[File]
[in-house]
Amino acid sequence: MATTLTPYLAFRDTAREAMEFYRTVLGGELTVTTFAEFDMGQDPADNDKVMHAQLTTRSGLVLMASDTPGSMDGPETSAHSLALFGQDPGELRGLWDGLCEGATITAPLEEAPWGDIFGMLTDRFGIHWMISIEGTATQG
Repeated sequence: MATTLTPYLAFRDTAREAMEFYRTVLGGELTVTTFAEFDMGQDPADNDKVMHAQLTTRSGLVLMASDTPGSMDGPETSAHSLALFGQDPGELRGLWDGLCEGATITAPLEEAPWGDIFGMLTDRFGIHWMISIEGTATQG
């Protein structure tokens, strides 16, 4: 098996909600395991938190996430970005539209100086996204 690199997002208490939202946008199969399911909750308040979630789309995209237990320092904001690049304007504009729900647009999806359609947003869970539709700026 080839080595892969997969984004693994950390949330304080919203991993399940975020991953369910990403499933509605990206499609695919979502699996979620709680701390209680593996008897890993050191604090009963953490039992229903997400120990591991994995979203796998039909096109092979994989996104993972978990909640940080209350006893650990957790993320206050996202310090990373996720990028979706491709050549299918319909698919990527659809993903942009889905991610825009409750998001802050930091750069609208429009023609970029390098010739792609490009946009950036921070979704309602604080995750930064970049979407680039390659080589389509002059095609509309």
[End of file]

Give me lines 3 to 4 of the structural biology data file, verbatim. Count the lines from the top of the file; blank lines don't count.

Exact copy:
Repeated sequence: MATTLTPYLAFRDTAREAMEFYRTVLGGELTVTTFAEFDMGQDPADNDKVMHAQLTTRSGLVLMASDTPGSMDGPETSAHSLALFGQDPGELRGLWDGLCEGATITAPLEEAPWGDIFGMLTDRFGIHWMISIEGTATQG
């Protein structure tokens, strides 16, 4: 098996909600395991938190996430970005539209100086996204 690199997002208490939202946008199969399911909750308040979630789309995209237990320092904001690049304007504009729900647009999806359609947003869970539709700026 080839080595892969997969984004693994950390949330304080919203991993399940975020991953369910990403499933509605990206499609695919979502699996979620709680701390209680593996008897890993050191604090009963953490039992229903997400120990591991994995979203796998039909096109092979994989996104993972978990909640940080209350006893650990957790993320206050996202310090990373996720990028979706491709050549299918319909698919990527659809993903942009889905991610825009409750998001802050930091750069609208429009023609970029390098010739792609490009946009950036921070979704309602604080995750930064970049979407680039390659080589389509002059095609509309």